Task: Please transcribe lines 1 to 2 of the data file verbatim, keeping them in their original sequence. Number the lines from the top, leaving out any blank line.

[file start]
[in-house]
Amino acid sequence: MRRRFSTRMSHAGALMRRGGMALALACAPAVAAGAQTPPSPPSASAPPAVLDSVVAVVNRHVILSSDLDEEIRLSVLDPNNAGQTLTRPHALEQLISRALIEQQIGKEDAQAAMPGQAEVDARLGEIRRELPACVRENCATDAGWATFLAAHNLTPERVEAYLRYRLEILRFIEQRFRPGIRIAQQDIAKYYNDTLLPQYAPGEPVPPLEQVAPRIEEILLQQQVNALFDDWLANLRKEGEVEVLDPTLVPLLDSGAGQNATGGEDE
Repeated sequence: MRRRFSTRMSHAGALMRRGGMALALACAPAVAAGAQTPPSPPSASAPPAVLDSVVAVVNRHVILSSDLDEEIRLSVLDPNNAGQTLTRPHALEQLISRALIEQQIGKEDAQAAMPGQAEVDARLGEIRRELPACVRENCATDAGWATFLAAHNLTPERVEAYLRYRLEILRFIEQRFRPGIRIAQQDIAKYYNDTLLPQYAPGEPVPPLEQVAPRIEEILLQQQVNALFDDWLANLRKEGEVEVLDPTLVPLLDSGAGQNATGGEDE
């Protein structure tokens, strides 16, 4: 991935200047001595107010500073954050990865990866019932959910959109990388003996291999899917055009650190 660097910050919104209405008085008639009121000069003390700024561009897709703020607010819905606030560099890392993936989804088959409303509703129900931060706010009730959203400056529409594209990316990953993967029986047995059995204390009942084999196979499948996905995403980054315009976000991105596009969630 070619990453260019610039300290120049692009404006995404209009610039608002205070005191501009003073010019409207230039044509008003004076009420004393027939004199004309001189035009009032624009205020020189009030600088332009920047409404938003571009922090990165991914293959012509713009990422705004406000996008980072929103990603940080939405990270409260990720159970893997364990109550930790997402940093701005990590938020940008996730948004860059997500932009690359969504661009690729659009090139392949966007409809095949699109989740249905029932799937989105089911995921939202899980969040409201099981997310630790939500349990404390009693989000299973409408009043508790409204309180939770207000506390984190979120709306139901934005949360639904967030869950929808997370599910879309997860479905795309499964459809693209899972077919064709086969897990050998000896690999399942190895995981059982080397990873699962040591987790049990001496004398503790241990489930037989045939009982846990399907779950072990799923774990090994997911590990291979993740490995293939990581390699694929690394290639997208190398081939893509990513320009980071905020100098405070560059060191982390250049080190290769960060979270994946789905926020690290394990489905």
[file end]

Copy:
[in-house]
Amino acid sequence: MRRRFSTRMSHAGALMRRGGMALALACAPAVAAGAQTPPSPPSASAPPAVLDSVVAVVNRHVILSSDLDEEIRLSVLDPNNAGQTLTRPHALEQLISRALIEQQIGKEDAQAAMPGQAEVDARLGEIRRELPACVRENCATDAGWATFLAAHNLTPERVEAYLRYRLEILRFIEQRFRPGIRIAQQDIAKYYNDTLLPQYAPGEPVPPLEQVAPRIEEILLQQQVNALFDDWLANLRKEGEVEVLDPTLVPLLDSGAGQNATGGEDE